Tom asks Huck, “Do you want to go doing something different from what’s in the books and get things all muddled up?” Huck agreed, saying: “all kings is mostly rapscallions…You couldn’t tell them from the real kind.” Huck’s conclusion was a sound one: “Sometimes I wish we could hear  of a country that’s out of kings.” Huck would appreciate the wisdom of John Lennon.

We can think or we can die. That is the  choice.

Avoiding a Smothery Death


I know I have been going too long about the wonderful book, The Adventures of Huckleberry Finn. But it is a classic and classics are worth it. At least in my opinion they are worth the extra time. I promise to bring these posts to a close soon. But I think there is so much to learn from that novel.

It is obvious that totalitarian societies impose horrendous encroachments on freedom.  Democratic societies are more subtle.

Of course, in a democratic society the arts of the imagination don’t usually threaten the state, but they help seduce us into what Nafisi e called “a paralysis of consciousness” and what she also referred to as “an intellectual indolence.” Both of those were  recognized by Huck Finn, though he expressed it in other words such as “smothery.” Huck Finn demonstrated that in order to avoid the “smothery” embrace of a conformist society it was absolutely necessary to rebel and “light out for the territories.” Nothing else will suffice.

Nazar Nafisi put the issue this way:

“Every state, including a totalitarian one, has its lures and seductions. The price we pay for succumbing is conformity, a surrender of one’s self to the dictates of the group. Fiction is an antidote, a reminder of the power of individual choice. Every novel has at its core a choice by at least one of its protagonists, reminding the reader that she can choose to be her own person, to go against what her parents or society or the state tell her to do and follow the faint but essential beat of her own heart.”


No one better exemplifies this awful choice more than Huck Finn who is willing to go to hell for doing the “wrong thing” so that he can save his friend Jim. Who is a better emblem of freedom and dissent from conformity that that?

Huck knows that to give in to “sivilization” and the Sunday school marms like Miss Watson, is to accept a “smothery” death and he won’t accept that. Instead, he will “light out for the territory” because  “there warn’t no home like a raft, after all. Other places do seem so cramped up and smothery, but a raft don’t. You feel mighty free and easy and comfortable on a raft.” Huck would not give up freedom for a comfortable home.

Huck was like the great artists mentioned by Nafisi when she said,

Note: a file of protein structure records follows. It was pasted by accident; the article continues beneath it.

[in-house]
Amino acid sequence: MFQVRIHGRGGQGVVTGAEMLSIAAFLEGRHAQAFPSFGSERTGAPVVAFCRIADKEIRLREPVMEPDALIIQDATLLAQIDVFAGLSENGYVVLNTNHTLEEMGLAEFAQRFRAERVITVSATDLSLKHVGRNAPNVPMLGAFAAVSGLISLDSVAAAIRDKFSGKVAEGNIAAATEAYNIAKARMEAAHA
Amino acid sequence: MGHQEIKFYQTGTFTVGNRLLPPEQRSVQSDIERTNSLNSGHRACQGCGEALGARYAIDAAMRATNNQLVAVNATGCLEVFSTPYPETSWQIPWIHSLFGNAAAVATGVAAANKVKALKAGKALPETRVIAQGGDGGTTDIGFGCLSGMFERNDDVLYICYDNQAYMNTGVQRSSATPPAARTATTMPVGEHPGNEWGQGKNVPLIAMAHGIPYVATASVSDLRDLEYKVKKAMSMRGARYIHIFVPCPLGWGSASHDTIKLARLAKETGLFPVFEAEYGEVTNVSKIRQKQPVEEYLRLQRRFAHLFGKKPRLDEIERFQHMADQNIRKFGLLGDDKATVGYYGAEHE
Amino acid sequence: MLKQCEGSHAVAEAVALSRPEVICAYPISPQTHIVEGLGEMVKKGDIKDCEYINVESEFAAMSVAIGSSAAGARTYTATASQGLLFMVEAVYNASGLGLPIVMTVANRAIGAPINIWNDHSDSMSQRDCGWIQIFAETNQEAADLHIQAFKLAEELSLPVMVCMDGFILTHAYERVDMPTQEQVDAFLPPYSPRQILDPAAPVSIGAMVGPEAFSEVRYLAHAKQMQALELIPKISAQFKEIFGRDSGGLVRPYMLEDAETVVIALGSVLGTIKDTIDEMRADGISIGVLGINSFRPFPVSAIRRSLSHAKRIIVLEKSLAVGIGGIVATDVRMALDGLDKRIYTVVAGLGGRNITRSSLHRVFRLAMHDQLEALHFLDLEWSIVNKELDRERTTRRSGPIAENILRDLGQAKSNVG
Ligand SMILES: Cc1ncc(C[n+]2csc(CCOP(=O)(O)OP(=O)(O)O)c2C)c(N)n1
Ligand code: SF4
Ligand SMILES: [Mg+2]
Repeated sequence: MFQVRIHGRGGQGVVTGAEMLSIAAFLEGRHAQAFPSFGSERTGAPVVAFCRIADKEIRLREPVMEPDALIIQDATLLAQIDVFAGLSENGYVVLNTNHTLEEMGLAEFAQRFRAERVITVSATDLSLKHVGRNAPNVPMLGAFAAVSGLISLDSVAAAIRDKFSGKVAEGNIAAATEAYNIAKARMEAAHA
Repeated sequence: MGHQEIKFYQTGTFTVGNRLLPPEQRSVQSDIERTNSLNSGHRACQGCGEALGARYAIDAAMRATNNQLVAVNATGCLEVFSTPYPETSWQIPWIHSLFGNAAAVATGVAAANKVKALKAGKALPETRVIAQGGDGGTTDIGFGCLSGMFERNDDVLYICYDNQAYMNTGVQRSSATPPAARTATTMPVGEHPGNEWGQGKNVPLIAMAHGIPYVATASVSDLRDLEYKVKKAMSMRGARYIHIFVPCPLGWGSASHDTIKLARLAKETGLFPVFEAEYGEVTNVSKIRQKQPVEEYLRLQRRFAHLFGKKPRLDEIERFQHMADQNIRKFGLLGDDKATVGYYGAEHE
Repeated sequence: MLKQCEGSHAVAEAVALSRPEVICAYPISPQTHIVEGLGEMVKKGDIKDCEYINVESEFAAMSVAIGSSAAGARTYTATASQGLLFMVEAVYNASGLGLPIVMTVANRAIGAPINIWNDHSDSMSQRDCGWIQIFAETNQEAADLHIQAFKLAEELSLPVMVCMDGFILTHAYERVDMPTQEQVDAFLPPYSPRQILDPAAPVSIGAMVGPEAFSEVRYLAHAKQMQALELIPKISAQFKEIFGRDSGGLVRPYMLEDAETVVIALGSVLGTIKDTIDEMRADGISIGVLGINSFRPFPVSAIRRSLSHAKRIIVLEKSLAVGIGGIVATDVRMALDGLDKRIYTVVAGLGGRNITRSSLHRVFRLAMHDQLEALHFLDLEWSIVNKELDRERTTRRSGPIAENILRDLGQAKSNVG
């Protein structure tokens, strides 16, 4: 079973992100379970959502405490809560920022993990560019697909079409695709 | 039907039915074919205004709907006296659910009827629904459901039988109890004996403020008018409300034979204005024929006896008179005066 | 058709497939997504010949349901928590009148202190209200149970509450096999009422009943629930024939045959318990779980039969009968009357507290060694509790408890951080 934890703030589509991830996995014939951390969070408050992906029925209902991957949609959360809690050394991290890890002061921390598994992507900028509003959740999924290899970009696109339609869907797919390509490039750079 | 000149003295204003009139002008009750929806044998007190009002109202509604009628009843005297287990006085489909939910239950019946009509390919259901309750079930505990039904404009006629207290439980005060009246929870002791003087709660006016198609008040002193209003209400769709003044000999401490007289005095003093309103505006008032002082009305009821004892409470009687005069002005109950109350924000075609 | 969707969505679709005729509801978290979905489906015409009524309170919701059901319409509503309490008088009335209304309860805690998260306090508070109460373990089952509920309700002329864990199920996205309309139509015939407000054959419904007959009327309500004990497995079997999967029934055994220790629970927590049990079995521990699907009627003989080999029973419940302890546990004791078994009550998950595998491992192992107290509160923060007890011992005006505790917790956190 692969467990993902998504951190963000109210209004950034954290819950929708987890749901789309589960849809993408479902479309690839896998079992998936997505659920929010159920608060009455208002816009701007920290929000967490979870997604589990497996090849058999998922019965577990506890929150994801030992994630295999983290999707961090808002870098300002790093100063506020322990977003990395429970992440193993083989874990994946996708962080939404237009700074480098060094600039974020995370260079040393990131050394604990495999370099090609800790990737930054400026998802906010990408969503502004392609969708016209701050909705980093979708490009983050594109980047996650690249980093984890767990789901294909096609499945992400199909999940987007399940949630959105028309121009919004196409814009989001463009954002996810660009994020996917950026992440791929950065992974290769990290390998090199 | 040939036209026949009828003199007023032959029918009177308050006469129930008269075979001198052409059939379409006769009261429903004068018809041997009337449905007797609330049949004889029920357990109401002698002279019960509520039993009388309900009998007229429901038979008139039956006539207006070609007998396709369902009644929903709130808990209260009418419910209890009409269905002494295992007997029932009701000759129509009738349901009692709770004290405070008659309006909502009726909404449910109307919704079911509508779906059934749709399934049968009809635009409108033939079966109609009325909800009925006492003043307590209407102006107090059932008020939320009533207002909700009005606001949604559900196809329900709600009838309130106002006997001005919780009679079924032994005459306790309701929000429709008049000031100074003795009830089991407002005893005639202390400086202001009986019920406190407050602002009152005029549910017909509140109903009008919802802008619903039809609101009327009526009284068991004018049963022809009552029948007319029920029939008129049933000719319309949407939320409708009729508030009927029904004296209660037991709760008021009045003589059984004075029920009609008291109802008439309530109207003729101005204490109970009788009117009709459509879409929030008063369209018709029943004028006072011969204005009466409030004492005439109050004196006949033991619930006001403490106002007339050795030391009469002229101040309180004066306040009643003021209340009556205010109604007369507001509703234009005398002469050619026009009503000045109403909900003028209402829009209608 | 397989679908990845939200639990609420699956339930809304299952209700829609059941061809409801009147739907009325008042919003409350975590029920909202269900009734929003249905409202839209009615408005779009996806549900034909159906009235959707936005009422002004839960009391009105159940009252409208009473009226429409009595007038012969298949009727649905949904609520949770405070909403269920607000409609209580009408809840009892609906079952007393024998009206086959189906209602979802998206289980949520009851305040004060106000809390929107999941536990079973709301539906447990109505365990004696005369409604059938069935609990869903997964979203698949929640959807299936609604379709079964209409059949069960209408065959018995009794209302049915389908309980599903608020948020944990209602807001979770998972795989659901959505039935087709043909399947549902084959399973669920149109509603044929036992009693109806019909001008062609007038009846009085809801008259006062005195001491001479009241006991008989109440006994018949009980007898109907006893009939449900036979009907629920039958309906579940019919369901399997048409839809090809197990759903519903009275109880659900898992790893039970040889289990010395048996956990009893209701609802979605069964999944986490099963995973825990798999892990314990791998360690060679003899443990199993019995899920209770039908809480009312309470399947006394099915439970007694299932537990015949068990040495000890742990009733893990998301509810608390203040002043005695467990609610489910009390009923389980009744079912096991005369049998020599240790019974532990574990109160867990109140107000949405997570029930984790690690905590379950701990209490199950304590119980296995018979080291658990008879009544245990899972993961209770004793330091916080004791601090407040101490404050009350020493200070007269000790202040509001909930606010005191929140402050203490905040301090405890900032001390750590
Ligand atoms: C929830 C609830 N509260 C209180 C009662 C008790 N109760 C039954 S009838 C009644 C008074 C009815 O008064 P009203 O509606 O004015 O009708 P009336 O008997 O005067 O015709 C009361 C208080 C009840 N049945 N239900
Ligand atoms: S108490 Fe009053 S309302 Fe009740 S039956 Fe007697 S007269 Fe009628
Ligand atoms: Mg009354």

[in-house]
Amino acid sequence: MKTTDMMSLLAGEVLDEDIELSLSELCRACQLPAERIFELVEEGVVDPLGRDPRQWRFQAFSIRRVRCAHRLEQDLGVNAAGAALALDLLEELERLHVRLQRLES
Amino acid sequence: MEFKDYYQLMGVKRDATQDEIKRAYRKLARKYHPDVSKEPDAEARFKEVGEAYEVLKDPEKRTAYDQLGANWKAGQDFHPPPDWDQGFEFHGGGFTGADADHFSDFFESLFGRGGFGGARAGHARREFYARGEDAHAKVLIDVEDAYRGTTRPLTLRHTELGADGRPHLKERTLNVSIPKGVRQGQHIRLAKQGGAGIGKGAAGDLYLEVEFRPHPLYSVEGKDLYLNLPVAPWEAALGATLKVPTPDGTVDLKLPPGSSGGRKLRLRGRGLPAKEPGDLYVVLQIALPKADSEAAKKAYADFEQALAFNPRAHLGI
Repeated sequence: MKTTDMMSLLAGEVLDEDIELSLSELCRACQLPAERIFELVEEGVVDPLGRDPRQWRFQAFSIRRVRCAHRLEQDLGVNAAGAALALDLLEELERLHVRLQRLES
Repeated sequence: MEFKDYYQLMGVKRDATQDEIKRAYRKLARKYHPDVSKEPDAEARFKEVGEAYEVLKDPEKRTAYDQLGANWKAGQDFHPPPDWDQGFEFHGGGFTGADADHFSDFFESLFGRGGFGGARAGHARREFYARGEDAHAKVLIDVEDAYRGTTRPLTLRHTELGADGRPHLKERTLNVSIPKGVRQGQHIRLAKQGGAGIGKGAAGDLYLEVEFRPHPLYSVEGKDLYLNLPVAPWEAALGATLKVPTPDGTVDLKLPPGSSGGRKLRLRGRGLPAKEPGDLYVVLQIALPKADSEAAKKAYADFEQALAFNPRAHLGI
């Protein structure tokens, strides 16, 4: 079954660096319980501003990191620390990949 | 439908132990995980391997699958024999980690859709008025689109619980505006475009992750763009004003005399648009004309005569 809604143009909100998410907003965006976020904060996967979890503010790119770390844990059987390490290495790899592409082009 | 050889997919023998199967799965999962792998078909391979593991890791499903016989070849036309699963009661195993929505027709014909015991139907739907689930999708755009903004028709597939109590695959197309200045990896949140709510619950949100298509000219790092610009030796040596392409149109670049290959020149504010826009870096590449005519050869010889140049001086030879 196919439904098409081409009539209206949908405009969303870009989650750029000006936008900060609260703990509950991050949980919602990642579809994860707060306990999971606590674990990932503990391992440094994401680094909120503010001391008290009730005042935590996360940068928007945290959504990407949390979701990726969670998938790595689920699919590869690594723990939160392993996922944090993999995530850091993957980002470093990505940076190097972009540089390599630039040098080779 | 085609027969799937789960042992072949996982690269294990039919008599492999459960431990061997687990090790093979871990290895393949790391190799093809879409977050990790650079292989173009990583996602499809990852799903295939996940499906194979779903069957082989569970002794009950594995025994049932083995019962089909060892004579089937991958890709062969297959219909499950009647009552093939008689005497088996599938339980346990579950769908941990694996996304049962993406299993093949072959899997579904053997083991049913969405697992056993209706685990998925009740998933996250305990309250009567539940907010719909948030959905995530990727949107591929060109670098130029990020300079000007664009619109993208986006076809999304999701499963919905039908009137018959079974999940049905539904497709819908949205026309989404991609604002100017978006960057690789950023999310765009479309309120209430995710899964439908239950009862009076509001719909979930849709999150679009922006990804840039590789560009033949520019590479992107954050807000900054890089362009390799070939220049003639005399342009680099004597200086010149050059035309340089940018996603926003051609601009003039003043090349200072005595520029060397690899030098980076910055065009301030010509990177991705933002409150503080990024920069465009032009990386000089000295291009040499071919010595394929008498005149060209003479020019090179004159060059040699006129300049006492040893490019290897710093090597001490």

“What made Brodsky, Nabokov, Czeslaw Milosz and Hannah Arendt—all of whom took refuge in America (Einstein too for that matter)—resist the totalitarian states of their home countries and reject the empty temptations of Western democracies was essentially one and the same thing: they knew that to negate and betray that inner self was not just a surrender to the tyrant’s will but a sort of self-inflicted death. You become a cog in a vast and invisible wheel over which you have no control—Charlie Chaplin’s Modern Times, only without the comedy.”

Not for them a “smothery” death. Not for me either.

The Revaluation of Morals


When Huck Finn does what he thinks is wrong—helping a slave to escape his master and gain his freedom and deprive his master of her property—Huck decides he must be wicked, because to do “the right thing” is the wrong thing. He turns morality on its head. In doing so, Huck helps to turn civilization on its head too.


Hopefully this can help all of us to think better by making a “long think” about what is right and wrong. Is it what we were taught in Sunday school? Is it what our parents taught us? Or our friends? Or our betters? Or is it something we can discern for ourselves? Are Indigenous children slovenly brutes as many of us were taught? Do Jews really smell as many were told? What is respectable? What is civilized?  Don’t just believe what we are told. We must look for ourselves. We must give it a “long think.” We must be willing, if necessary, to turn the world on its heads even if means risking a place called hell.


Azar Nafisi said this is what she tried to teach her students when she was a professor,  in Iran, where they were indoctrinated from birth to believe what the Imams and parents told them. Who can do this in America? Who can do this in Canada? In her view, gleaned from Twain and other writers, “I tried to share with my students in Tehran , explaining to them that moral choice comes from a sound heart and from a constant questioning of the world and of oneself and that it is just as difficult , if not more so in society that appears to give you every freedom.


I think it comes from starting with fellow feeling and then a long think where all the relevant facts must be ascertained and then weighed.


I remember one time having a serious discussion with a young lawyer on an issue of morality.  His argument against what I said consisted of saying, “Well this is what I learned at home.”  It is all well and good to be taught at home. We all needed parents to do that as we could not have survived without their help. But when we become adults, we have to learn to think for ourselves too. Mark Twain once said elsewhere that “education consists mainly in what we have unlearned.” And as much as we loved our parents and respected their viewpoint they were not always right. Just as our children won’t think we were always right.  Thank goodness for that.


The same goes for teachers. I know I have learned a lot from good teachers. But Friedrich Nietzsche that great German philosopher, said “One repays a teacher badly if one always remains a pupil.”